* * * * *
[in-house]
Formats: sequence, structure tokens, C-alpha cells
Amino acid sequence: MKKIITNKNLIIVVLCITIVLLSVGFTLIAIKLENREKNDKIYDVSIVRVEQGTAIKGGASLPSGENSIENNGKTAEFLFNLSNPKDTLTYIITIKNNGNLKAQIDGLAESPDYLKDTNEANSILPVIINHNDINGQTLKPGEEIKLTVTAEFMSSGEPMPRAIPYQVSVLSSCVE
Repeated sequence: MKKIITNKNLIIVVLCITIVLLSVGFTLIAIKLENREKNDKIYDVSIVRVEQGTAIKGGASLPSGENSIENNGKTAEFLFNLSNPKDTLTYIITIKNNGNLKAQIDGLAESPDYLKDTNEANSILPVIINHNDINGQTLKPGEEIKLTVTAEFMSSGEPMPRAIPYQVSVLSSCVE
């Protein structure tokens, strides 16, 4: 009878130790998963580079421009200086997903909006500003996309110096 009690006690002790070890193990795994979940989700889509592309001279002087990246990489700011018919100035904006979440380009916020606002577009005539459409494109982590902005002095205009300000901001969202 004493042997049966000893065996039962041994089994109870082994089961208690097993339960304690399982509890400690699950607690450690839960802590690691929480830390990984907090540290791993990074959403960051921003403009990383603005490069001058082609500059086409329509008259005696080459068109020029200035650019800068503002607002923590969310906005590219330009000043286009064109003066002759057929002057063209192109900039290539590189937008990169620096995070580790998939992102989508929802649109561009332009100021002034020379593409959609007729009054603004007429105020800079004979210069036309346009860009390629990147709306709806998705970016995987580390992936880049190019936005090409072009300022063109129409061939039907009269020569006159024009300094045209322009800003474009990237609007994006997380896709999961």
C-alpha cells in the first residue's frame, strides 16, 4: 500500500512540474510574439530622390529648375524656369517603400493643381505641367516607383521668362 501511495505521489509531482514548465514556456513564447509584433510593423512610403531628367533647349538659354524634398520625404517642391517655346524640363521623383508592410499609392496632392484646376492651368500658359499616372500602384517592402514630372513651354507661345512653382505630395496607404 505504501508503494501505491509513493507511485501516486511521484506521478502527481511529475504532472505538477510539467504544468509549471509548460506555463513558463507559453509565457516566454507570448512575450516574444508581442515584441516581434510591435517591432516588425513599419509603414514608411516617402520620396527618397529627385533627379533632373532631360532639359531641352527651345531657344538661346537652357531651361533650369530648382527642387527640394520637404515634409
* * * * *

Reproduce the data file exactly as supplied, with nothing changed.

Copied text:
[in-house]
Formats: sequence, structure tokens, C-alpha cells
Amino acid sequence: MKKIITNKNLIIVVLCITIVLLSVGFTLIAIKLENREKNDKIYDVSIVRVEQGTAIKGGASLPSGENSIENNGKTAEFLFNLSNPKDTLTYIITIKNNGNLKAQIDGLAESPDYLKDTNEANSILPVIINHNDINGQTLKPGEEIKLTVTAEFMSSGEPMPRAIPYQVSVLSSCVE
Repeated sequence: MKKIITNKNLIIVVLCITIVLLSVGFTLIAIKLENREKNDKIYDVSIVRVEQGTAIKGGASLPSGENSIENNGKTAEFLFNLSNPKDTLTYIITIKNNGNLKAQIDGLAESPDYLKDTNEANSILPVIINHNDINGQTLKPGEEIKLTVTAEFMSSGEPMPRAIPYQVSVLSSCVE
């Protein structure tokens, strides 16, 4: 009878130790998963580079421009200086997903909006500003996309110096 009690006690002790070890193990795994979940989700889509592309001279002087990246990489700011018919100035904006979440380009916020606002577009005539459409494109982590902005002095205009300000901001969202 004493042997049966000893065996039962041994089994109870082994089961208690097993339960304690399982509890400690699950607690450690839960802590690691929480830390990984907090540290791993990074959403960051921003403009990383603005490069001058082609500059086409329509008259005696080459068109020029200035650019800068503002607002923590969310906005590219330009000043286009064109003066002759057929002057063209192109900039290539590189937008990169620096995070580790998939992102989508929802649109561009332009100021002034020379593409959609007729009054603004007429105020800079004979210069036309346009860009390629990147709306709806998705970016995987580390992936880049190019936005090409072009300022063109129409061939039907009269020569006159024009300094045209322009800003474009990237609007994006997380896709999961």
C-alpha cells in the first residue's frame, strides 16, 4: 500500500512540474510574439530622390529648375524656369517603400493643381505641367516607383521668362 501511495505521489509531482514548465514556456513564447509584433510593423512610403531628367533647349538659354524634398520625404517642391517655346524640363521623383508592410499609392496632392484646376492651368500658359499616372500602384517592402514630372513651354507661345512653382505630395496607404 505504501508503494501505491509513493507511485501516486511521484506521478502527481511529475504532472505538477510539467504544468509549471509548460506555463513558463507559453509565457516566454507570448512575450516574444508581442515584441516581434510591435517591432516588425513599419509603414514608411516617402520620396527618397529627385533627379533632373532631360532639359531641352527651345531657344538661346537652357531651361533650369530648382527642387527640394520637404515634409